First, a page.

Free digital copy
Get Speciality Food magazine delivered to your inbox FREEGet your free copy
One of the most difficult questions to answer as a food retailer, even after 50 Christmases of trading is, “How is it all going?” The commercial equivalent to “How are you?”
So often the answer becomes “not too bad, thanks”. Although in reality this is a travesty of a response. One is more inclined to say in the present day, “Which crisis are you referring to?” Because although hardly anybody wants to hear a recital of medical ailments when enquiring about personal circumstances, the same does not apply to commercial matters.
As this question will continually get asked it is quite important to get the message right when replying. It also depends of course who is asking the question. If it is a fellow speciality food colleague, a mere glimpse of body language conveys a detailed picture and often elicits reciprocal feelings. If it is a landlord, property person, customer, journalist or competitor, the answer becomes more complicated. Unless things are really desperate, a message needs to be conveyed acknowledging the existence of profound challenges but at the same time that the difficulties are not necessarily mortal ones.
Like many a political speech, a lot of words can mean very little. To appear too much like a Victor Meldrew is a long-term vocation yet to rejoice publicly is a short-term seasonal job. There is probably not a ‘best way’ to respond.
This applies more than ever now. A shortage of basic food products, a shortage of staff and a shortage of fuel are creating uncertainty for Christmas. While National Insurance increases, business rate revaluations and rising prices all cause anxiety for next year.
It is important not to forget that economic crises have become very much a part of the fabric of commercial life. Like difficult people, inclement weather or a local outbreak of a multiple supermarket.
As a matter of fact, Wikipedia actually lists UK economic crises by the century. Starting off with the Great Slump of 1430. Thank goodness we missed that one – it lasted 60 years. More relevant to Partridges, which we opened in 1972, are the crises that occurred in the late 20th century.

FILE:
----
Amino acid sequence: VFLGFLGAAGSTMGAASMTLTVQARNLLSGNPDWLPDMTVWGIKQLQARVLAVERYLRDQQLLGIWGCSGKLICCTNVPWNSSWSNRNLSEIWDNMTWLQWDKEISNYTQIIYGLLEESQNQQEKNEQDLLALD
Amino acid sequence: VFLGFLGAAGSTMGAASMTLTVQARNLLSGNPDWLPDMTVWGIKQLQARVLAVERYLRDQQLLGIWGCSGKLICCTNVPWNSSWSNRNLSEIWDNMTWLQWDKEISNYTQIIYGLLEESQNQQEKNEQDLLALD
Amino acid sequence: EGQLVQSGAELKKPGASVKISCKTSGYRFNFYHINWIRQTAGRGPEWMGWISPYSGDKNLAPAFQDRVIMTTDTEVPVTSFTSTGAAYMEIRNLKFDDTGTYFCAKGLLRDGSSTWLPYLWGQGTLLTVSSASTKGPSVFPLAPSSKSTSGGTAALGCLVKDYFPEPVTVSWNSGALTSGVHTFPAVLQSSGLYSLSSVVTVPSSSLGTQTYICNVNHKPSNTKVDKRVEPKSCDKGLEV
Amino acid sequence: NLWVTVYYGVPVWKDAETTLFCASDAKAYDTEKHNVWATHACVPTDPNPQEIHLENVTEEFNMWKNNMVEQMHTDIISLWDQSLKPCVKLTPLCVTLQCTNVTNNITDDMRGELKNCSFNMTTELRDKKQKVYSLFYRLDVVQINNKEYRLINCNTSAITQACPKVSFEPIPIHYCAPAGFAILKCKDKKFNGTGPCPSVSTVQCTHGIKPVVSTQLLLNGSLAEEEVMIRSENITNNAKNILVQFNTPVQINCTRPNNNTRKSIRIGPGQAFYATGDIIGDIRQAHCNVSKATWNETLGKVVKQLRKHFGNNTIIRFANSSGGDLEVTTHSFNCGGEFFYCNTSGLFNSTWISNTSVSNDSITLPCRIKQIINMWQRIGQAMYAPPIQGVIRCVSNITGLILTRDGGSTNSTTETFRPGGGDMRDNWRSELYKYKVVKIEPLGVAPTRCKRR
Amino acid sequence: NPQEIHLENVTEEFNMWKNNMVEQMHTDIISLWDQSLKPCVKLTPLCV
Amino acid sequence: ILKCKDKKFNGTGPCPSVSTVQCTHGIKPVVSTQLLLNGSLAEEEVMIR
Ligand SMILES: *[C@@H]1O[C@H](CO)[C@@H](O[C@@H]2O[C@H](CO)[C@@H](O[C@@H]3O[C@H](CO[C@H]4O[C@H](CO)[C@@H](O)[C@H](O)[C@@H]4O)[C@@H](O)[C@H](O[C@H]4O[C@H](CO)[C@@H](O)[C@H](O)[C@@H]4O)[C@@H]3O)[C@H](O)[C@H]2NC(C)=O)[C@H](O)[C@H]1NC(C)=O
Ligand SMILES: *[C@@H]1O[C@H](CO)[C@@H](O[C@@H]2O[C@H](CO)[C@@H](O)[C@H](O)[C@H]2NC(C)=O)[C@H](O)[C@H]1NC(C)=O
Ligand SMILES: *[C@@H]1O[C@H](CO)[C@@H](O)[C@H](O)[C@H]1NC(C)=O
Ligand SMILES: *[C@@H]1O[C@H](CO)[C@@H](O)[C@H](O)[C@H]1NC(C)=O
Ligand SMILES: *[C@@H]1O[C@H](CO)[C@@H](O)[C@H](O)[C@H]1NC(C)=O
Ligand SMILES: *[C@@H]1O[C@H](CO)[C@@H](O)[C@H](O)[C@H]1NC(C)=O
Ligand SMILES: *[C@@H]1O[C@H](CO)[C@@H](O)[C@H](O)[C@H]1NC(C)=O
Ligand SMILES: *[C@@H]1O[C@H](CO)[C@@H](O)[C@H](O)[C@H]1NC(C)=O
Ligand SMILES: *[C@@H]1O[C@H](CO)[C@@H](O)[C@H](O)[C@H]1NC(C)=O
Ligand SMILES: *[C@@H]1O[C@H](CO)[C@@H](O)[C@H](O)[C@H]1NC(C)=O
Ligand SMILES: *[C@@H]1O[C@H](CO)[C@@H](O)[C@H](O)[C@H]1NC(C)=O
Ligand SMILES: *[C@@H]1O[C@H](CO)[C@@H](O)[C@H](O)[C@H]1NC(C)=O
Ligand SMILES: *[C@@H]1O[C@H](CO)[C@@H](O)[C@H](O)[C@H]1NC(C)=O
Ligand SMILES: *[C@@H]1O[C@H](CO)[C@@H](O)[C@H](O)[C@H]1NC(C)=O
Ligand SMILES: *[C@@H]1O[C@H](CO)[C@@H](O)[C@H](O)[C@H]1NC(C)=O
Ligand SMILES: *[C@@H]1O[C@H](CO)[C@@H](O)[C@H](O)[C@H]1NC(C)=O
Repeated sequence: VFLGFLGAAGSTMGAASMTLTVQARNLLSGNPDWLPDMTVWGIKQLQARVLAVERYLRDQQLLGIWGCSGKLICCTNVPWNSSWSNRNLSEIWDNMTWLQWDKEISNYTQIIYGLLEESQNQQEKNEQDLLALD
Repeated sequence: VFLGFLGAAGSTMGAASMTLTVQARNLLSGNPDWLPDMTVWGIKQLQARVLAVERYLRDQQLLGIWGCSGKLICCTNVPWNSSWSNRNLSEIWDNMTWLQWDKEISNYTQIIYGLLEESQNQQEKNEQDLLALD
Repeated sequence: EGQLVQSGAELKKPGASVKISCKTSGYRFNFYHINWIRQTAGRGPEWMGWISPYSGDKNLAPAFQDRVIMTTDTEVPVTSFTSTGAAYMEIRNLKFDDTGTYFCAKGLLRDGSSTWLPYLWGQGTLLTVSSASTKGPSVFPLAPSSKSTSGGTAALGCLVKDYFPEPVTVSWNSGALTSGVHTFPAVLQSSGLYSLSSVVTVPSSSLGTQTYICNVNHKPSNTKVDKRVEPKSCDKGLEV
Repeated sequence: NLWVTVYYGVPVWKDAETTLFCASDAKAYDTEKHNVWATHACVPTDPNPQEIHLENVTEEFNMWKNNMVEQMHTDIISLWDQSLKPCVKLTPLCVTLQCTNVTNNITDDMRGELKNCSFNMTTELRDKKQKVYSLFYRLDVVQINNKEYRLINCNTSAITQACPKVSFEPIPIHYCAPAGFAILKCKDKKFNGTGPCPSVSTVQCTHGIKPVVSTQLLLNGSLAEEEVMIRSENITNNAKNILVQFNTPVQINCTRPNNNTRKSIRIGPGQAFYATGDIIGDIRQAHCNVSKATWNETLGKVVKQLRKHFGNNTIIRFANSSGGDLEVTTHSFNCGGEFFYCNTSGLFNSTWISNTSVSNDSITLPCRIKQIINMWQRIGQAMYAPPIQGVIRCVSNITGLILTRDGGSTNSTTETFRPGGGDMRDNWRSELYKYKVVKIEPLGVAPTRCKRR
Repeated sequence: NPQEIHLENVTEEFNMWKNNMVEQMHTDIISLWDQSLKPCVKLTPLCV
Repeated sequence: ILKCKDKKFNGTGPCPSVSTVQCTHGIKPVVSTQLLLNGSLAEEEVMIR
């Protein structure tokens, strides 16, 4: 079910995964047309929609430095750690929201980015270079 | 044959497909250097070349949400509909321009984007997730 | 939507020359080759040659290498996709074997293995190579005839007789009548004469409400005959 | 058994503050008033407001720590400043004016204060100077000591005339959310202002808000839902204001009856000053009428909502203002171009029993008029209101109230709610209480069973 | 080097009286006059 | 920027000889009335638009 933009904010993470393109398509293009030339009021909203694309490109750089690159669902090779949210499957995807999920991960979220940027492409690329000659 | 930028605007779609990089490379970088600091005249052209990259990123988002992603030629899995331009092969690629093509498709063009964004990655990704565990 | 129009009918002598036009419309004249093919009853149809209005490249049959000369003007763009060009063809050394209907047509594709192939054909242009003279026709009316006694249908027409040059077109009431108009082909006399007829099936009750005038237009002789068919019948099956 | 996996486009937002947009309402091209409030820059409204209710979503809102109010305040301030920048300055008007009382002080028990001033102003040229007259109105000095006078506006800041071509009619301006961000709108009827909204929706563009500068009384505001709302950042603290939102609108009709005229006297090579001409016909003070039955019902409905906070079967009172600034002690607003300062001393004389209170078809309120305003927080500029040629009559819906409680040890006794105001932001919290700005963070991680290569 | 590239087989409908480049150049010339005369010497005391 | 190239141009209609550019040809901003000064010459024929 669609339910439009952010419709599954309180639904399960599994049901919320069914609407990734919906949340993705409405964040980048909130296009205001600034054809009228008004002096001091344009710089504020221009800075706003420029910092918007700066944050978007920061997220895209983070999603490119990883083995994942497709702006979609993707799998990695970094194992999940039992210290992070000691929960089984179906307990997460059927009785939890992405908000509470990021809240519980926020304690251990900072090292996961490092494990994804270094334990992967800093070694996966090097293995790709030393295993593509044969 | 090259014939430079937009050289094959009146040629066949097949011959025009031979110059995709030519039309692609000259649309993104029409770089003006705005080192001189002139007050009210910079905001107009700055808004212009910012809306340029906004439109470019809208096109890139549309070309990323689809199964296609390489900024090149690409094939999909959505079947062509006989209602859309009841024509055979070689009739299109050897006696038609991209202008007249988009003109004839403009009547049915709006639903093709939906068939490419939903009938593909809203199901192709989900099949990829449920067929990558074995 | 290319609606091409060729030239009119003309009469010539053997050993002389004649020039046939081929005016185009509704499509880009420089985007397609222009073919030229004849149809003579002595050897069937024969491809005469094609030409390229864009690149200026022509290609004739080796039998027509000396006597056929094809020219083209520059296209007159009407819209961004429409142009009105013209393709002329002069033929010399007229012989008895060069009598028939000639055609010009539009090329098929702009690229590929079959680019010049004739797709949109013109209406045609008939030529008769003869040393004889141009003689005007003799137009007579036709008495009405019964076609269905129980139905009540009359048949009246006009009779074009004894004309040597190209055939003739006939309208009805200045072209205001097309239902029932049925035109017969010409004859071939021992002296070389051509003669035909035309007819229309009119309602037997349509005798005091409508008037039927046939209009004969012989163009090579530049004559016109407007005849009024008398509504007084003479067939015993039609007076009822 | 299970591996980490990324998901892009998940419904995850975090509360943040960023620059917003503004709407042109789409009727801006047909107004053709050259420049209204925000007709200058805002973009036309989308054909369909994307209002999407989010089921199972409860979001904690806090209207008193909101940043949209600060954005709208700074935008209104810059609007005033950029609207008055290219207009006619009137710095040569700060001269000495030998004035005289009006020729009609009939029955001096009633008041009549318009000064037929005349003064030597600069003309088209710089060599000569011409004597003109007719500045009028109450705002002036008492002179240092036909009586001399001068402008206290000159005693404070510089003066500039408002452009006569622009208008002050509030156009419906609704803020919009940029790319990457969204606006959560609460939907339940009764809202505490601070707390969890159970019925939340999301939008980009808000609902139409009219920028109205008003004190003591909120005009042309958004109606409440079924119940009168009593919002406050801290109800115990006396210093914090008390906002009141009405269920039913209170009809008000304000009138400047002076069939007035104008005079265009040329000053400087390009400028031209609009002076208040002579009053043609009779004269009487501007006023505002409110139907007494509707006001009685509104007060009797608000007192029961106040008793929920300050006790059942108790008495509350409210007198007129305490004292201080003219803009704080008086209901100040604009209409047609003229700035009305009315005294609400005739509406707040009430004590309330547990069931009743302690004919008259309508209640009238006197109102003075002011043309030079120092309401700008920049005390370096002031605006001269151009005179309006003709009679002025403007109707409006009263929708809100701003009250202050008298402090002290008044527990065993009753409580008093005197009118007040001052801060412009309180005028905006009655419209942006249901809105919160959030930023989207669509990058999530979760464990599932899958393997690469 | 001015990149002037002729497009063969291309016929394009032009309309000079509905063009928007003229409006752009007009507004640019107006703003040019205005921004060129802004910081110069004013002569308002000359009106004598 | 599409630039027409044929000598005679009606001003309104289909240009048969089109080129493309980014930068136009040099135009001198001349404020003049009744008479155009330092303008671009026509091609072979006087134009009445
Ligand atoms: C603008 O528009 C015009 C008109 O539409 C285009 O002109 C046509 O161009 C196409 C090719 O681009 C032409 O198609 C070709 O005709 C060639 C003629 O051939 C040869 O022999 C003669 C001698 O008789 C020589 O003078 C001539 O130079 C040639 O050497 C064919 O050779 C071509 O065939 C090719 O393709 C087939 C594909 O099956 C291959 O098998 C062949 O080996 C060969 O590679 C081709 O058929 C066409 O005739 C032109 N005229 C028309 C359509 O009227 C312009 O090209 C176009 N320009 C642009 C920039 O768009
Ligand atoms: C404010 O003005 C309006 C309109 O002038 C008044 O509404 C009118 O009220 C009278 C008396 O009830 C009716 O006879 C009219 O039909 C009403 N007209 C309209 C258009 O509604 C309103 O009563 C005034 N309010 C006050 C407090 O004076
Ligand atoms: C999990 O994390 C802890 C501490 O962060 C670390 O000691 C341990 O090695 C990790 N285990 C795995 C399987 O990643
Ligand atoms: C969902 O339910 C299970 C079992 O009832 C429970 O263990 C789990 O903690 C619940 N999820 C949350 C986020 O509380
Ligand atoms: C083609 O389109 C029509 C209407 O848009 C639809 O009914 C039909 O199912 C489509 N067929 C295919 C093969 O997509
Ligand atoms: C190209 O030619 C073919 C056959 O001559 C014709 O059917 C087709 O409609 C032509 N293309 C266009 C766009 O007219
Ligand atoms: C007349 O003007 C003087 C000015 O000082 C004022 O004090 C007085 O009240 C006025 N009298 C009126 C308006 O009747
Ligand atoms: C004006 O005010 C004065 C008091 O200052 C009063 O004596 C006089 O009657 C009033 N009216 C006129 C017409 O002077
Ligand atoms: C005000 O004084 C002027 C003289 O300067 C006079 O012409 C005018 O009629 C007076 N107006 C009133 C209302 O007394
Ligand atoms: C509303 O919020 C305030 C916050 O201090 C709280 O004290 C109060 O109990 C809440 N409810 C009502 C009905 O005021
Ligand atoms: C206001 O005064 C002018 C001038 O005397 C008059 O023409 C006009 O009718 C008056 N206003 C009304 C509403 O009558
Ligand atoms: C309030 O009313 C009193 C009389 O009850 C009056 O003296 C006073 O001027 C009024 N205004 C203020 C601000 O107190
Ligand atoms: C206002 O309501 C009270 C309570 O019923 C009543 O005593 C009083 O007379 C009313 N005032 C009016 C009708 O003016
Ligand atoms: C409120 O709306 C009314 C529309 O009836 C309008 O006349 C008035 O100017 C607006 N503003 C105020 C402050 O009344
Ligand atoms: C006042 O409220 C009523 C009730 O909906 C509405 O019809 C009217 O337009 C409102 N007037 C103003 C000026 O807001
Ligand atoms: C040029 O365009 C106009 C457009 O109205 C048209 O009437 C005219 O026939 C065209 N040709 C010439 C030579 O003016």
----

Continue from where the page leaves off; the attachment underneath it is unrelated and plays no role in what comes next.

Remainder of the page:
There was one in every decade followed by the Great Recession of 2008. Shortly after we first opened in 1972, we had the energy crisis and the secondary banking crisis of 1973-1975, with a sharp drop in UK property prices. This period has been referred to as ‘the collapse of the Post War Golden Age’. In 1974 there was the Three Day Week and we resorted to selling candles when the electricity was shut off in the evenings. Black Wednesday occurred in 1992 and the 2007- 2009 financial crisis is still fresh in the memory. Covid-19 and its effects may yet prove to be the worst of them all.
Nevertheless, we have got through all of these, however badly shaken at times. So lucky in many ways to be food retailers and lucky to enjoy the benefits in the good times. And we have another good time coming up. Fingers crossed.
As I said earlier, this year is our 50th Christmas and Christmas is usually a bumper time. Despite short-term constraints and disappointments, as a small business over the years, we have had good support from suppliers, customers and colleagues in the trade. The fine food offer has been an enduring success through both good times and bad. Its evolution from the 1970s to the present day has been remarkable, with tremendous creativity and innovation at the forefront – as one can see through the pages of this magazine.
Perhaps the ‘best way’ to respond to the question “How Is it Going?”, especially during the fourth quarter, is by replying in the sincerest way: “Merry Christmas and a Happy New Year”. At the very least this simple phrase has been integral to so much of what we all do in the speciality food world. And for us at Partridges for half a century. So once again, Merry Christmas and a Happy New Year to you all – times 50.